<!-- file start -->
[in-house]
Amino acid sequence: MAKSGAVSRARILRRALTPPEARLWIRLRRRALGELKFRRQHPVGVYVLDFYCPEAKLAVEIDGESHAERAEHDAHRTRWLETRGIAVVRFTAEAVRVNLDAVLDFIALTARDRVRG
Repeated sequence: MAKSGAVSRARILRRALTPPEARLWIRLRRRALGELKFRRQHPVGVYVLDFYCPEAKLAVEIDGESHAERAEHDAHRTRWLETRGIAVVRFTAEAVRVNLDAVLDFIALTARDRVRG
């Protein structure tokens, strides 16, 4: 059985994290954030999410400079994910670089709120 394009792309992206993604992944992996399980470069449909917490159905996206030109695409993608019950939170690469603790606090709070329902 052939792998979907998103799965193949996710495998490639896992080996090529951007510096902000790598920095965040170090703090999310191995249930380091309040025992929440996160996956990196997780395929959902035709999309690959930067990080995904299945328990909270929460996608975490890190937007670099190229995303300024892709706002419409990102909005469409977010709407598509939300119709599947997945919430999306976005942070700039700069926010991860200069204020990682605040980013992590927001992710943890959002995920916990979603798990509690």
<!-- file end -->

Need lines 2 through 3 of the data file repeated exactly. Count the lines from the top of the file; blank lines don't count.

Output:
Amino acid sequence: MAKSGAVSRARILRRALTPPEARLWIRLRRRALGELKFRRQHPVGVYVLDFYCPEAKLAVEIDGESHAERAEHDAHRTRWLETRGIAVVRFTAEAVRVNLDAVLDFIALTARDRVRG
Repeated sequence: MAKSGAVSRARILRRALTPPEARLWIRLRRRALGELKFRRQHPVGVYVLDFYCPEAKLAVEIDGESHAERAEHDAHRTRWLETRGIAVVRFTAEAVRVNLDAVLDFIALTARDRVRG